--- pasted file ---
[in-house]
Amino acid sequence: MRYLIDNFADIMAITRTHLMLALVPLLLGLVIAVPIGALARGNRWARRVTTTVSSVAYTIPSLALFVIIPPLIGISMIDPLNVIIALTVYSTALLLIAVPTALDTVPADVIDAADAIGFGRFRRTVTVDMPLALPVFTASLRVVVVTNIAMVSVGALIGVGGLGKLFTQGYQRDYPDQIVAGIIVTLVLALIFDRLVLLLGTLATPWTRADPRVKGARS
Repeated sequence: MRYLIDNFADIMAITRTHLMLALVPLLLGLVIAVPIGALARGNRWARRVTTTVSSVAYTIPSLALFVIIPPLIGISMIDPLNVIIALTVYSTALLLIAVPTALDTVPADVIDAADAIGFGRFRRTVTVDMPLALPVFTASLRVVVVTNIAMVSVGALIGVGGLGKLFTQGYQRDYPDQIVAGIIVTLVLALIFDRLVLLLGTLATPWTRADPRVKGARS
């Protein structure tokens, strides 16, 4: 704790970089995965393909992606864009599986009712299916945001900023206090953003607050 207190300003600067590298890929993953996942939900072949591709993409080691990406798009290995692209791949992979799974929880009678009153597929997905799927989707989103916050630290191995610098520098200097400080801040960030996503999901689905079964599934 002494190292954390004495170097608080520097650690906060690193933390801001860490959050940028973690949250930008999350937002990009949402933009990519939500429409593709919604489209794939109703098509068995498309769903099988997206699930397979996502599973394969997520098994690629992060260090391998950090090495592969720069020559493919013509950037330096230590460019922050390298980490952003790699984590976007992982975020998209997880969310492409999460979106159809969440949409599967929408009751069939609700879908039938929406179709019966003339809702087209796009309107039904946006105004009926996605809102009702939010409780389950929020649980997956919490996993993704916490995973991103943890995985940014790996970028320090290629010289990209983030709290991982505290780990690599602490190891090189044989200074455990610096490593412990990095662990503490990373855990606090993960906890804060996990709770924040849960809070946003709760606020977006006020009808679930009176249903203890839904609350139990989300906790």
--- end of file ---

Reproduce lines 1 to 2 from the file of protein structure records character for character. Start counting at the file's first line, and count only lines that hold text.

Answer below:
[in-house]
Amino acid sequence: MRYLIDNFADIMAITRTHLMLALVPLLLGLVIAVPIGALARGNRWARRVTTTVSSVAYTIPSLALFVIIPPLIGISMIDPLNVIIALTVYSTALLLIAVPTALDTVPADVIDAADAIGFGRFRRTVTVDMPLALPVFTASLRVVVVTNIAMVSVGALIGVGGLGKLFTQGYQRDYPDQIVAGIIVTLVLALIFDRLVLLLGTLATPWTRADPRVKGARS